The Paris News (Paris Texas) 26 Aug 1981

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The Paris News (Paris Texas) 26 Aug 1981 - 1^ M ,-» ••• Th.PBrhN.wt, W«d., Aug. 24. 1981...
1^ M ,-» ••• Th.PBrhN.wt, W«d., Aug. 24. 1981 5c Proposal aimed at stoppingflow of illegal aliens Rosta,,,.->»„,._ •,,.._ I" 1978, Immigration and for each illegal net-son nn i mm ioi»,tiAn ro/v^mon^rt m__i.! »._ r^_* __... „.. .. ^^ WASHINGTON Restaurateur Ulysses •v'Blackie" Auger bristles at •-•the suggestion that the workers in his kitchen, chattering among themselves in Spanish, may be illegal aliens. "What illegal aliens?" he protests. AH his employees produce Social Security . cards and numbers when they are hired, he insists. Does he know that the cards and numbers are genuine? "As long as it looks legitimate, we don't ask any questions," he says. Auger, owner of Washington's popular "Blackie's House of Beef" •and 56 other restaurants, has had his problems on that issue. In 1978, Immigration and Naturalization Service agents raided Blackie's at lunchtime and caught 14 illegal aliens among the crew. Auger got a court order prohibiting the INS from raiding his place without specific warrants That suit is still being contested. Now the Reagan administration, grabbing at any means to staunch the flow of illegal immigrants, is proposing a law that would change the way Auger and thousands of other employers do business. The new law would, for the first time, make it a federal offense for an employer to hire illegal aliens knowingly. It would subject employers to a $1,000 fine for each illegal person on their payrolls. The proposal, Attorney General William French Smith says, was difficult for him to support at first. But after studying the immigration problem, Smith concluded that employer sanctions were "the only credible additional enforcement device left to us." "As long as illegal aliens can find jobs in the United States at wages six or seven times those paid in their country, they will be drawn to this country," Smith said. Employer sanctions are not a new idea. The House passed them in 1974, but the Senate balked. The Carter administration recommended them in 1977. A Select Commission on Immigration recommended them to Congress earlier this year. Studies have found* that the jobs taken by illegal aliens are less and less on the farms and ranches of the Southwest and more and more in businesses like Blackie's in cities where millions of unemployed Americans already live. Businessmen like Auger, who employs 2,000 people, have reason to like hiring foreigners. "They work hard," he says, "Tor wages slightly over the federal minimum. They also do not form unions. That's important to Auger, a man whose distaste for the restaurant workers union is indicated by an enlargement of a Washington Post article framed on his office wall. The article links the union to organized crime. Business -groups are leading the opposition to the Reagan proposal. "We think it's an unconscionable burden," says Christopher Luis of the U.S. Chamber of Commerce. "Employers are being singled out." Hispanic groups are also against the proposal. The League of United Latin American Citizens suggests the government improve enfogvbment of existing wage and safety laws. LULAC feels that many employers hire illegals because they can flout those laws without worrying about worker complaints, said spokesman Arnold Torres Others say the Reagan proposal wouldn't work because it does not solve the problem of how an employer is to identify which applicants are legally entitled to work. The identification question has been a stumbling block for proponents of employer sanctions. Hispanic groups fear that without some means of identification, employers might refuse to hire anyone who looked or sounded foreign, including Mexican-American citizens. The Select Commission on Immigration recommended establishing a universal card to identify legal workers, as did the Reagan administration's task force on immigration. The trouble ib that any such universal card could easily be counterfeited The White House rejected the recommendation and proposed instead that workers be required to show employers only two identifying documents, such as a driver's license or a Social Security card, and to sign a certificate saying they were legal workers. Reagan rejected the universal identification card "because it smacked of a national identity card," explained a White House official • NOTICE Weekly Contest Still Going On. Come In & register for free prizes! B&WTV to be given to some lucky entrant Dec. 21, 1981. • ring thli ad — Olv* to attendant A nd da on* waih*r lead <r««. OoOfl Aug. 3*-Aug. 31 I la 6 only SPEED WASH 265 SE 1st 785-3906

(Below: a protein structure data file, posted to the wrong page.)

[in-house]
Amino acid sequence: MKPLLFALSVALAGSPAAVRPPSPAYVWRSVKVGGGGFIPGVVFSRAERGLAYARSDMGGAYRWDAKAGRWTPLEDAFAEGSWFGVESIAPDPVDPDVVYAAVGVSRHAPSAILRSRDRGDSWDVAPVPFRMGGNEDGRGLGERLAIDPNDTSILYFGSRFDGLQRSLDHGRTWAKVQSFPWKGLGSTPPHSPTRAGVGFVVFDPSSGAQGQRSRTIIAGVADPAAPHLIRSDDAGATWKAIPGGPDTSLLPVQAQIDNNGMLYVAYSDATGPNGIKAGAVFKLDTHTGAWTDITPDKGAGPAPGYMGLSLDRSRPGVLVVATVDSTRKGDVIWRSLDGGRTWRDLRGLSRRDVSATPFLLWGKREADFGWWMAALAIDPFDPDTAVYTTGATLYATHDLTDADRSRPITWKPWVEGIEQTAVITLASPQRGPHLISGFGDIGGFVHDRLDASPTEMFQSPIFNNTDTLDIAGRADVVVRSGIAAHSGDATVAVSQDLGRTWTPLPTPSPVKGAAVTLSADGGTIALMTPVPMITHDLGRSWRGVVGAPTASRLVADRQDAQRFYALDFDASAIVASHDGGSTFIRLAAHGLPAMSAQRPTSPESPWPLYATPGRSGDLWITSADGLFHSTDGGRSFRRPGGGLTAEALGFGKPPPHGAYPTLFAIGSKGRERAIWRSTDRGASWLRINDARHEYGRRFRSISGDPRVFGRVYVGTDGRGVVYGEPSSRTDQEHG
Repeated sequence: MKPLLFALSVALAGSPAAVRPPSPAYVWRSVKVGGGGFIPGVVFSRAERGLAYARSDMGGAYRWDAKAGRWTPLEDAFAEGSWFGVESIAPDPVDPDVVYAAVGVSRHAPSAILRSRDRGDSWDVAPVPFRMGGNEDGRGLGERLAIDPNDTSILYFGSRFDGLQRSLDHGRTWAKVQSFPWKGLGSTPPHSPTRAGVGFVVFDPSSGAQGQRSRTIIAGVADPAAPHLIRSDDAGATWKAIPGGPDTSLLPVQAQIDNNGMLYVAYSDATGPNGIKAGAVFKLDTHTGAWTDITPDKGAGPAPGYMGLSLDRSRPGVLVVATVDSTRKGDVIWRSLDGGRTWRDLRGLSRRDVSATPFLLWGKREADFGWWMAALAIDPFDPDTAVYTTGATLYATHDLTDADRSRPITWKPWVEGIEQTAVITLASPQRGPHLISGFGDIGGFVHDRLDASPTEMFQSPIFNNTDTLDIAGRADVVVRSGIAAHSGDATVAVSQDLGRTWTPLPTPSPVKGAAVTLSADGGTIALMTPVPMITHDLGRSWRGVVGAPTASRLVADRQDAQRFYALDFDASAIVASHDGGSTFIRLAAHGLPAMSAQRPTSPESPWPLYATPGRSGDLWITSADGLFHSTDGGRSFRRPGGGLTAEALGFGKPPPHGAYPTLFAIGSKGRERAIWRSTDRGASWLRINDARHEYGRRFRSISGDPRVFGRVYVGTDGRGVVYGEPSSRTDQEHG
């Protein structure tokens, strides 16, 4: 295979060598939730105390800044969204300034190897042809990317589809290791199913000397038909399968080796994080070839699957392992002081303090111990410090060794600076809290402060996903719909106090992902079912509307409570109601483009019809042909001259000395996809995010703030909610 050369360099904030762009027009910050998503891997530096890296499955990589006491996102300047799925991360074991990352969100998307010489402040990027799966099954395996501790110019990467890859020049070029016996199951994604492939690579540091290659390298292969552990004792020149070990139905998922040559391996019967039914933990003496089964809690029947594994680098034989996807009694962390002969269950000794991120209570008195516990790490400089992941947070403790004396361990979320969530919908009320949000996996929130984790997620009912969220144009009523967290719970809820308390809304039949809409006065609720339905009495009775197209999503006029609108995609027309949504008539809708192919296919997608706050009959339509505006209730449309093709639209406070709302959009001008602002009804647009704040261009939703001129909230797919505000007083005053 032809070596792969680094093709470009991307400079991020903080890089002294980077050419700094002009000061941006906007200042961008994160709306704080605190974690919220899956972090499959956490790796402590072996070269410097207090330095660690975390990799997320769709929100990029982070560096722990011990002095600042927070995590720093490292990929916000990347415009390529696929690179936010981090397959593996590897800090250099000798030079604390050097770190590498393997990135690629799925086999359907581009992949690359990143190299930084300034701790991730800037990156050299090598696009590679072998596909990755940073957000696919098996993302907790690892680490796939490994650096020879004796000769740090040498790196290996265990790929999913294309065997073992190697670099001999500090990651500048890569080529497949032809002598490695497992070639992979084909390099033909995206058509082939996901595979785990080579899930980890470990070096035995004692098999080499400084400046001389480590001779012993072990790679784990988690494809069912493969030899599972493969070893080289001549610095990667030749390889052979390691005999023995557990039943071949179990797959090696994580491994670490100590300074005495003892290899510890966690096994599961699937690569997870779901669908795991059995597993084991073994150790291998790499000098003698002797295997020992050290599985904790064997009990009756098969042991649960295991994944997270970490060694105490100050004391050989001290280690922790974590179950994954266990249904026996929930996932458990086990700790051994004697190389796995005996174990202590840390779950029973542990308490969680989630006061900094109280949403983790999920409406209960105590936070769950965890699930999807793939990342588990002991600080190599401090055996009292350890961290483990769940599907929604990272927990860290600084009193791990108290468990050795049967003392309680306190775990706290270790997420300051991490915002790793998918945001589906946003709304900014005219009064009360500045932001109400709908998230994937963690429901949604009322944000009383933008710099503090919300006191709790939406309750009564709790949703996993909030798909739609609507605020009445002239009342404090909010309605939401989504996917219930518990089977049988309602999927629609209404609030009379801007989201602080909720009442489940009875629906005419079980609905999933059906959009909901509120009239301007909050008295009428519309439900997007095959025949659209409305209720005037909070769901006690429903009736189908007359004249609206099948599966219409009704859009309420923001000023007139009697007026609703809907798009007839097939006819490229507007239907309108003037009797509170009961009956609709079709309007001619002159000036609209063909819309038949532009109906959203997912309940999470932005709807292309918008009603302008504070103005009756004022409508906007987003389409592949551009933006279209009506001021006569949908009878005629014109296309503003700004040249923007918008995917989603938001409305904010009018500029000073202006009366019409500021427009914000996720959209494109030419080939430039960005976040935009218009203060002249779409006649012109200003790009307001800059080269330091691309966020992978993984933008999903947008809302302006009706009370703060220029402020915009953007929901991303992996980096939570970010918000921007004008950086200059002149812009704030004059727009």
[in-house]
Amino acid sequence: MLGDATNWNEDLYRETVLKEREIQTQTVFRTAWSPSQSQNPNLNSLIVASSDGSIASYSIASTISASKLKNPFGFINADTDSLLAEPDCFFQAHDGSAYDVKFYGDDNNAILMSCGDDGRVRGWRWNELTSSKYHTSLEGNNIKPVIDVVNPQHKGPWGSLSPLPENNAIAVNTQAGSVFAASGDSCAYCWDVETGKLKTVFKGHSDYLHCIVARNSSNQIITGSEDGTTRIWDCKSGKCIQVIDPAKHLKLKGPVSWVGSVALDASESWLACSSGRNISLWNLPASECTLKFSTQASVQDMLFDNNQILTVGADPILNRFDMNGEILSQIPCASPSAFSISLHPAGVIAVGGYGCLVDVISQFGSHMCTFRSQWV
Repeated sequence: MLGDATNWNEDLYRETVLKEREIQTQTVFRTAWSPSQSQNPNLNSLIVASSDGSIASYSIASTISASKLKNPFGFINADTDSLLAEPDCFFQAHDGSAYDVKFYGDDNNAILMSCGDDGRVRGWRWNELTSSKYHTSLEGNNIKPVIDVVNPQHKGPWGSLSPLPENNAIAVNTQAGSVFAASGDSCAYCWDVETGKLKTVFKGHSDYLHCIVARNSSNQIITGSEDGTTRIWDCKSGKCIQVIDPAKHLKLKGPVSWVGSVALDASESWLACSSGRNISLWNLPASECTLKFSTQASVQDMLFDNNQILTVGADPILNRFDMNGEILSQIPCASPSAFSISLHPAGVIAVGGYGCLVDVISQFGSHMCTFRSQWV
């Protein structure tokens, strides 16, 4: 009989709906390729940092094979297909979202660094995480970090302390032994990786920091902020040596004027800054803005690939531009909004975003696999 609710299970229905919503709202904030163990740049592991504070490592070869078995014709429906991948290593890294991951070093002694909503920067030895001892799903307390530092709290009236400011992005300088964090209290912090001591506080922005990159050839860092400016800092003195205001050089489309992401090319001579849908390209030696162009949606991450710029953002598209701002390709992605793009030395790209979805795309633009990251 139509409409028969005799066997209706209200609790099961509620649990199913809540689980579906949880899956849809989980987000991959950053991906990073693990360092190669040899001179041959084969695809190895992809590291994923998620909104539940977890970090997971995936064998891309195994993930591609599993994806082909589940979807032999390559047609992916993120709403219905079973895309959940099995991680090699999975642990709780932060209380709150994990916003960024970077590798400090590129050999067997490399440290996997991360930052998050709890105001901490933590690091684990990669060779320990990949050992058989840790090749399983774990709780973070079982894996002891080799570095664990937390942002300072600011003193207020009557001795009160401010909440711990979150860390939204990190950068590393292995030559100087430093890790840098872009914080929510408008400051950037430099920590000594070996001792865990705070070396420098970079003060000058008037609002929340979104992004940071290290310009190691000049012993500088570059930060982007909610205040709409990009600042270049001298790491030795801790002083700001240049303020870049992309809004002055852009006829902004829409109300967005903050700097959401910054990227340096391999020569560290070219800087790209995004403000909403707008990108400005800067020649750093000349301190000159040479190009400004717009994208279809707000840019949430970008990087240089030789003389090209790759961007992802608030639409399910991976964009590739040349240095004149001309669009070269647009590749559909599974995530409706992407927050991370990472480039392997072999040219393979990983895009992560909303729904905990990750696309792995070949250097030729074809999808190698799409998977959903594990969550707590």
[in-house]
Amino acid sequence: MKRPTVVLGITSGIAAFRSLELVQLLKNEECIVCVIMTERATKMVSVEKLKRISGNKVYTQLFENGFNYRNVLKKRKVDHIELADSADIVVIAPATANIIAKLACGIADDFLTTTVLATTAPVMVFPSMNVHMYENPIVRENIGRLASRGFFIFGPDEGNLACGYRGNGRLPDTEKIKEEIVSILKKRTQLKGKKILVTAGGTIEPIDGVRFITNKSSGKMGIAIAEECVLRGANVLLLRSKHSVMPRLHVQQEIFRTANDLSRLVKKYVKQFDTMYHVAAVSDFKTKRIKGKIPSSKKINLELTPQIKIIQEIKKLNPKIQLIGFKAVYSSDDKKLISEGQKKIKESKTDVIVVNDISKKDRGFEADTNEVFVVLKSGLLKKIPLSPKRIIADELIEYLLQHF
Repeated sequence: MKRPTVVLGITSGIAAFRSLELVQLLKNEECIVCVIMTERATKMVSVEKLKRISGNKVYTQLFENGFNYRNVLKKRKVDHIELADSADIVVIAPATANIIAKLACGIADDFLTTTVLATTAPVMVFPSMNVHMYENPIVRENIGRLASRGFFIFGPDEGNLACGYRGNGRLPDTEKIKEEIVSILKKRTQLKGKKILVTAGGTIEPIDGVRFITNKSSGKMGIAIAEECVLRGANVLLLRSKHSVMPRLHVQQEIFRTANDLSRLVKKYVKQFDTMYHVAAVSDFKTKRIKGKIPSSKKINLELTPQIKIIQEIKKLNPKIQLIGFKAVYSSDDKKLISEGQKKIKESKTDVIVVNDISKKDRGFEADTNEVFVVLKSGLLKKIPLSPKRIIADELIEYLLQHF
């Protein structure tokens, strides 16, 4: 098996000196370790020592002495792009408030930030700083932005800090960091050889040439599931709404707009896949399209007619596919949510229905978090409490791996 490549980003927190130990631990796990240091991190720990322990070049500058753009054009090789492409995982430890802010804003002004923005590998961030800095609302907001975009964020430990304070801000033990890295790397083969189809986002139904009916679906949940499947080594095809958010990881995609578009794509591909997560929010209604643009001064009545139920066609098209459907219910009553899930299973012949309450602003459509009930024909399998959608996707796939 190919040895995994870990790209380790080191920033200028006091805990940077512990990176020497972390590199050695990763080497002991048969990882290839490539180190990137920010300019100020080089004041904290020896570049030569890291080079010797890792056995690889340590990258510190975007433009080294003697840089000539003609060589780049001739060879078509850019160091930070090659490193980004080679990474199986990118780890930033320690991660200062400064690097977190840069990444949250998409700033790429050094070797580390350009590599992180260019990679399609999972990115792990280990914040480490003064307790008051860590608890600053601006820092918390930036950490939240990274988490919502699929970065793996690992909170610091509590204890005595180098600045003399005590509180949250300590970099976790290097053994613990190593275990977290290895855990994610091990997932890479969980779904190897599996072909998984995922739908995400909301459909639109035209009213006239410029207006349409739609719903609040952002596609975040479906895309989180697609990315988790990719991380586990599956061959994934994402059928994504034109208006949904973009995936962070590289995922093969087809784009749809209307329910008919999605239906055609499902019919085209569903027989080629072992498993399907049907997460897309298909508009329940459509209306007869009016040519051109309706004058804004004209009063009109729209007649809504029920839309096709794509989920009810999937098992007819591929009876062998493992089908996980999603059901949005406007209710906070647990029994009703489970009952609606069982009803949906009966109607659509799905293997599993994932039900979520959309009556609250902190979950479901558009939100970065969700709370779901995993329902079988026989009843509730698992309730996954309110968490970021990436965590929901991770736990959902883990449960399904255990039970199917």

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  1. The Paris News,
  2. 26 Aug 1981, Wed,
  3. Page 24

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  • The Paris News (Paris Texas) 26 Aug 1981

    razzjazzy – 24 Mar 2013

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